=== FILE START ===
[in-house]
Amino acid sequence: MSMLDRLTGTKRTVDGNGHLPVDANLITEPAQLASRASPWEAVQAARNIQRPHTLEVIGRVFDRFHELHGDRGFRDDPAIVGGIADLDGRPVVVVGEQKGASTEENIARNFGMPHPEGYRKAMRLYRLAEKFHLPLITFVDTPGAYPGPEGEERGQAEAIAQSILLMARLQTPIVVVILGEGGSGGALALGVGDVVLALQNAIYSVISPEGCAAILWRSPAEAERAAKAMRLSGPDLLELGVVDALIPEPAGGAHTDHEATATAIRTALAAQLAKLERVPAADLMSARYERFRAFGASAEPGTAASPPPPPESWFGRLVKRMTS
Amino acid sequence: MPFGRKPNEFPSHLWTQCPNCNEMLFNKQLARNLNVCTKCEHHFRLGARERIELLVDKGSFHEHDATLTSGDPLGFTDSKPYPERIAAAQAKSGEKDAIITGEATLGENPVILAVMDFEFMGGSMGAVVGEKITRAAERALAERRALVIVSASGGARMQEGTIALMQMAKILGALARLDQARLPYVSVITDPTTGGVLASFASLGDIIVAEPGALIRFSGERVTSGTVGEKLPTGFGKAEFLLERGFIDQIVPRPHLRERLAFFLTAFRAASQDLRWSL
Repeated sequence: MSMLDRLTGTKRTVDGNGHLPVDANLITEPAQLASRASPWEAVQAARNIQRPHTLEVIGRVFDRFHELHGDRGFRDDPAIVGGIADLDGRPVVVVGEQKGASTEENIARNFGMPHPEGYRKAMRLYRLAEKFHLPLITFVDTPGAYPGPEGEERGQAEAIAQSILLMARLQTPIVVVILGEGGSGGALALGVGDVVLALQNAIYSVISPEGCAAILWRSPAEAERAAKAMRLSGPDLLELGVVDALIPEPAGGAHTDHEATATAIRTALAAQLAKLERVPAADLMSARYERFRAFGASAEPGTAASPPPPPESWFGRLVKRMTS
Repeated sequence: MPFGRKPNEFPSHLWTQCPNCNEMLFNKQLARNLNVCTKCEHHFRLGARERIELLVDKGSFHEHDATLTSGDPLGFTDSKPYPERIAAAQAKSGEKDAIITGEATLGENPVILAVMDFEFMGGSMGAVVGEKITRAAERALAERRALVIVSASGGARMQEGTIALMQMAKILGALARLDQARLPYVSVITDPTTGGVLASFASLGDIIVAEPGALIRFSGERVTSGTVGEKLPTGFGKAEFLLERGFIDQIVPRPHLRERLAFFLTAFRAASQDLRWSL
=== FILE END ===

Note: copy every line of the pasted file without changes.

[in-house]
Amino acid sequence: MSMLDRLTGTKRTVDGNGHLPVDANLITEPAQLASRASPWEAVQAARNIQRPHTLEVIGRVFDRFHELHGDRGFRDDPAIVGGIADLDGRPVVVVGEQKGASTEENIARNFGMPHPEGYRKAMRLYRLAEKFHLPLITFVDTPGAYPGPEGEERGQAEAIAQSILLMARLQTPIVVVILGEGGSGGALALGVGDVVLALQNAIYSVISPEGCAAILWRSPAEAERAAKAMRLSGPDLLELGVVDALIPEPAGGAHTDHEATATAIRTALAAQLAKLERVPAADLMSARYERFRAFGASAEPGTAASPPPPPESWFGRLVKRMTS
Amino acid sequence: MPFGRKPNEFPSHLWTQCPNCNEMLFNKQLARNLNVCTKCEHHFRLGARERIELLVDKGSFHEHDATLTSGDPLGFTDSKPYPERIAAAQAKSGEKDAIITGEATLGENPVILAVMDFEFMGGSMGAVVGEKITRAAERALAERRALVIVSASGGARMQEGTIALMQMAKILGALARLDQARLPYVSVITDPTTGGVLASFASLGDIIVAEPGALIRFSGERVTSGTVGEKLPTGFGKAEFLLERGFIDQIVPRPHLRERLAFFLTAFRAASQDLRWSL
Repeated sequence: MSMLDRLTGTKRTVDGNGHLPVDANLITEPAQLASRASPWEAVQAARNIQRPHTLEVIGRVFDRFHELHGDRGFRDDPAIVGGIADLDGRPVVVVGEQKGASTEENIARNFGMPHPEGYRKAMRLYRLAEKFHLPLITFVDTPGAYPGPEGEERGQAEAIAQSILLMARLQTPIVVVILGEGGSGGALALGVGDVVLALQNAIYSVISPEGCAAILWRSPAEAERAAKAMRLSGPDLLELGVVDALIPEPAGGAHTDHEATATAIRTALAAQLAKLERVPAADLMSARYERFRAFGASAEPGTAASPPPPPESWFGRLVKRMTS
Repeated sequence: MPFGRKPNEFPSHLWTQCPNCNEMLFNKQLARNLNVCTKCEHHFRLGARERIELLVDKGSFHEHDATLTSGDPLGFTDSKPYPERIAAAQAKSGEKDAIITGEATLGENPVILAVMDFEFMGGSMGAVVGEKITRAAERALAERRALVIVSASGGARMQEGTIALMQMAKILGALARLDQARLPYVSVITDPTTGGVLASFASLGDIIVAEPGALIRFSGERVTSGTVGEKLPTGFGKAEFLLERGFIDQIVPRPHLRERLAFFLTAFRAASQDLRWSL